If human energy consumption per year is 150,000 Terrawatt-hours, and the energy output of the sun is about 380 Yottawatts, how much area would you need at a distance of 0.5 Astronomical unit, in order for a Dyson swarm to get hit by enough energy to fill the need?

My calculations:

Joule per year:

$$150 000 {TW\,Hr} = 5.4\times10^{17} W = 5.4 \times 10^{17} J$$

Number of seconds in a year: 31557600

$$\frac{5.4\times10^{17}}{31557600} = 17,111,567,419$$ which would be the Joules used per second

Sun's energy output, in Joules, is $3.8\times10^{26}$

$$ \frac{17111567419}{3.8\times10^{26}}=4.503\times10^{-17} $$ which is the part of the sun's energy output we need. At half an AU ($7.48\times10^{10}$), the size of a sphere covering the whole sun, absorbing all its energy, radius 0.5 AU:

$$ (7.48\times10^{10})^2*4*π=7\times10^{22} m^2 $$ Therefore, we'd need the part of the sun's energy output we need multiplied with the area. Correct?


Result: c:a 3.1 million square meters. Correct or not?

Also, if there is any other reason why you wouldn't be able to use a Dyson swarm at this distance, apart from logistics (like getting the satellites there and getting the energy back to the earth), that you notice, please tell me.


1 Answer 1


You're making this slightly more difficult than it needs to be with TW-h units, although there's nothing incorrect about the approach. Simply converting to averages makes it much nicer. To do this, divide your number by the number of hours in a day and the number of days in a year. You get around 17.1 TW. This is the average energy consumption of humans in an economic context.


$$ \frac{\text{Area}}{\text{Sphere Area}} = \frac{17 TW}{3.846 \times 10^{26} W} \\ \text{Area} = 3.12 \times 10^9 m^2 $$

That's definitely a billion, not a million like your number. Conversion to km^2 is 1,000,000, so I would believe an answer on the order of 1,000 km^2. One square km might be a single solar power plant! Perhaps you went wrong here?

(7.48e10)^3*4*π=7e22 Square meters

You need to consider the total area of the sphere at the radius you're interested in. That's 4 Pi r^2, not cubed. Cubing is for volume. Maybe this is your error, but maybe not.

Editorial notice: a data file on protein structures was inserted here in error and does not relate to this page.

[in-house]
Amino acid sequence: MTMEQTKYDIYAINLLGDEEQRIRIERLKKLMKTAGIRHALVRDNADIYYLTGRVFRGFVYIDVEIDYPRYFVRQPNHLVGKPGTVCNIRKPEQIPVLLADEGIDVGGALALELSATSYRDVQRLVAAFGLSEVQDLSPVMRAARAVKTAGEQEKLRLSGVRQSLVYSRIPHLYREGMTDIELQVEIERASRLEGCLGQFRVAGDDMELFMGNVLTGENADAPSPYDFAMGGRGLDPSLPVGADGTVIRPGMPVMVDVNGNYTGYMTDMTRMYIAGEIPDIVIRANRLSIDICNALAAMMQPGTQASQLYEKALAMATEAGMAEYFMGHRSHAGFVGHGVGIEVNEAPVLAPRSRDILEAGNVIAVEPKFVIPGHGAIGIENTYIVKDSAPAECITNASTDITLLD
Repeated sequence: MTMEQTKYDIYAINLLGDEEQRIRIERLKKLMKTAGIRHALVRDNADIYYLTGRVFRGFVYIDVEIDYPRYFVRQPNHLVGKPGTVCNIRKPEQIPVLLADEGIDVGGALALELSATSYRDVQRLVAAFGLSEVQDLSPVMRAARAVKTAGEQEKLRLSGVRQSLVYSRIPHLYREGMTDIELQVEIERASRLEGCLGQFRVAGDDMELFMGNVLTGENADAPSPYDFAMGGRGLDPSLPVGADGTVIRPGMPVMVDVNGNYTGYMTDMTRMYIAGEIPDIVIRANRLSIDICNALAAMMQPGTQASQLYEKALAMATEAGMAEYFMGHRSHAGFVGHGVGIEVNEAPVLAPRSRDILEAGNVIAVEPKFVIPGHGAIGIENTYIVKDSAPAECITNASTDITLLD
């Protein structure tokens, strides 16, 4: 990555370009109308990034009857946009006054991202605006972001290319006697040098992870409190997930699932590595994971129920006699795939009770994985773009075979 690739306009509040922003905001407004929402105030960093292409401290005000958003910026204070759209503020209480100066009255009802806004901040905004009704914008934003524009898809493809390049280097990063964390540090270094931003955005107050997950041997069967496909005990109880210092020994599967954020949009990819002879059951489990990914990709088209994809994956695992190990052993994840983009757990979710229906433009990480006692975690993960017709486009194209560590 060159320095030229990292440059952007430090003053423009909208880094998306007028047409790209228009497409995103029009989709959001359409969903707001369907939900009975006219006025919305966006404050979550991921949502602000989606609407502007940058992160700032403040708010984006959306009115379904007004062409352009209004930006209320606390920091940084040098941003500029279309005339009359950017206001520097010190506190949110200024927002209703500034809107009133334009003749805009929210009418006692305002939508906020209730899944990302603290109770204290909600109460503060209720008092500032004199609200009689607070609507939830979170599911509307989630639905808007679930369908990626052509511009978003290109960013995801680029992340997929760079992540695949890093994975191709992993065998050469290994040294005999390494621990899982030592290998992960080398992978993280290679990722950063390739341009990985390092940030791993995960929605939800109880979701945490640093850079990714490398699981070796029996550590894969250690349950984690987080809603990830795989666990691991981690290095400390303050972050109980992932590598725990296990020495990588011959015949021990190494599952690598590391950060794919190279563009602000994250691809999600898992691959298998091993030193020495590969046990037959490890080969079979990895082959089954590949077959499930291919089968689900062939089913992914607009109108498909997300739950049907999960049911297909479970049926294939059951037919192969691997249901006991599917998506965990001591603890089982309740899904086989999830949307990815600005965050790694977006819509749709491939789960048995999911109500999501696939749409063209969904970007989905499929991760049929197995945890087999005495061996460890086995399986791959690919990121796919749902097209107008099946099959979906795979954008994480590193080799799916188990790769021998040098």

It seems more likely your problem is somewhere here:


What is this number? That's 17 billion. If you want average energy consumption of civilization, that's 17 trillion watts. That explains the factor of 1,000 you're off by, although the units of other numbers you posted also don't make any sense. Number of second in a year shouldn't have ever been introduced. Dimensionally it doesn't make any sense.

Consider, the unit TW-h has seconds inside of it. Write h=3600s. You can substitute that directly into the unit if it'll help. Our other time unit is years, since your starting point is 350,000 TW-h per year consumed. So if you have years and hours, there's no way seconds should come into the fray.

For more clarification (because this is important), Watts is a seconds-based unit. That's true, but it's encapsulated even deeper, because the correct way to write that would be W=J/s. So when an energy accounting agency gives a number in TW-h/year, you're being feed a big ball of gobbeldy goop. It has time in the denominator, then in the numerator, then in the denominator, ultimately giving energy/time. In this problem, however, a Watt doesn't ever need to be divided. That's why seconds shouldn't matter.

Also, if there is any other reason why you wouldn't be able to use a Dyson swarm at this distance, apart from logistics (like getting the satellites there and getting the energy back to the earth), that you notice, please tell me.

Well there are lots of issues. They'll be to hot, for one. Being a solar panel necessarily means you're absorbing a lot of the incident light (as opposed to reflecting), and this puts you in a pickle regarding heat rejection. But you're not using the full sphere so you could argue around this.

Semantically, nothing about this would resemble a Dyson swarm because it would cover a tiny area in the grand scheme of things, and it would be orbiting the sun.

  • $\begingroup$ I messed up with the r^3, and the calculation actually was for r^2, just a simple typo there. As for the rest, I think you're wrong about me being wrong. I converted it all to Joules, maybe it's a little more clear now? $\endgroup$ Dec 2, 2014 at 18:53
  • $\begingroup$ @AndrzejRzeczycki The question still stands with the number of 17 billion, which is given as the number of J used by society per second. You can look this up easily and find that it should be TW and not GW. How did you get that wrong number? I don't know because the work is unclear. Right before that you give 5.4e17 W but W is the same thing as J/s. As such, I can't understand what your values are supposed to mean, so I can't isolate your error any further. $\endgroup$ Dec 2, 2014 at 19:21
  • $\begingroup$ 17 billion is the amount of joules consumed by us every second, 5.4e17/(60*60*24*365.25). Sorry for being a bit unclear, and thanks for the help so far. $\endgroup$ Dec 2, 2014 at 19:34
  • $\begingroup$ I don't have any idea how you got to 5.4e17 from the 150,000 TW-h. $\endgroup$ Dec 3, 2014 at 1:52
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    $\begingroup$ I see your process now. You can multiply 150,000 TW-h by 3600 in order to get Joules. The justification for that is TW-h*(3600s/h), hours cancel, you have TW-s, which is TJ. Then your 2nd step makes sense. But this gives 5.4e+20. So that's your error. You had to have used 1e9 for the Tera prefix, whereas it should be 1e12. $\endgroup$ Dec 3, 2014 at 15:06

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